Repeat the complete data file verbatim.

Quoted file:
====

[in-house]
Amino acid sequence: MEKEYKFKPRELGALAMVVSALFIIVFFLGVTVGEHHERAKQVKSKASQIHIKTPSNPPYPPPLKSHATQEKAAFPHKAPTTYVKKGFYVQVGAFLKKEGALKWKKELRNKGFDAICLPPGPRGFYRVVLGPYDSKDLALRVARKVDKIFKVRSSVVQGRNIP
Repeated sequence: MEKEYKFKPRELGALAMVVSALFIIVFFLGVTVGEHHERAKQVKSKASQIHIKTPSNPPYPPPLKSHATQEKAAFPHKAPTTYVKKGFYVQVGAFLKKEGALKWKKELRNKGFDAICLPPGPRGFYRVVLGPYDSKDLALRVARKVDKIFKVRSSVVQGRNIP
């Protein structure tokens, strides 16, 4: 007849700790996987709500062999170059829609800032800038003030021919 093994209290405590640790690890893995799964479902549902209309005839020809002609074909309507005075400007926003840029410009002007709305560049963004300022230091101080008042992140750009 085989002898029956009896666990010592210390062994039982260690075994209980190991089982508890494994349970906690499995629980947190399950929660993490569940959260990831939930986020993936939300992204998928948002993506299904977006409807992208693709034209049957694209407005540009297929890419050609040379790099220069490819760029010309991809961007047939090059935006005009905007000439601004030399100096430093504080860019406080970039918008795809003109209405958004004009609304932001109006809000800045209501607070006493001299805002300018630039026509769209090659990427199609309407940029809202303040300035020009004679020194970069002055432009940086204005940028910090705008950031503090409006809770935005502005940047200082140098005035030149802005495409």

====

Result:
[in-house]
Amino acid sequence: MEKEYKFKPRELGALAMVVSALFIIVFFLGVTVGEHHERAKQVKSKASQIHIKTPSNPPYPPPLKSHATQEKAAFPHKAPTTYVKKGFYVQVGAFLKKEGALKWKKELRNKGFDAICLPPGPRGFYRVVLGPYDSKDLALRVARKVDKIFKVRSSVVQGRNIP
Repeated sequence: MEKEYKFKPRELGALAMVVSALFIIVFFLGVTVGEHHERAKQVKSKASQIHIKTPSNPPYPPPLKSHATQEKAAFPHKAPTTYVKKGFYVQVGAFLKKEGALKWKKELRNKGFDAICLPPGPRGFYRVVLGPYDSKDLALRVARKVDKIFKVRSSVVQGRNIP
């Protein structure tokens, strides 16, 4: 007849700790996987709500062999170059829609800032800038003030021919 093994209290405590640790690890893995799964479902549902209309005839020809002609074909309507005075400007926003840029410009002007709305560049963004300022230091101080008042992140750009 085989002898029956009896666990010592210390062994039982260690075994209980190991089982508890494994349970906690499995629980947190399950929660993490569940959260990831939930986020993936939300992204998928948002993506299904977006409807992208693709034209049957694209407005540009297929890419050609040379790099220069490819760029010309991809961007047939090059935006005009905007000439601004030399100096430093504080860019406080970039918008795809003109209405958004004009609304932001109006809000800045209501607070006493001299805002300018630039026509769209090659990427199609309407940029809202303040300035020009004679020194970069002055432009940086204005940028910090705008950031503090409006809770935005502005940047200082140098005035030149802005495409």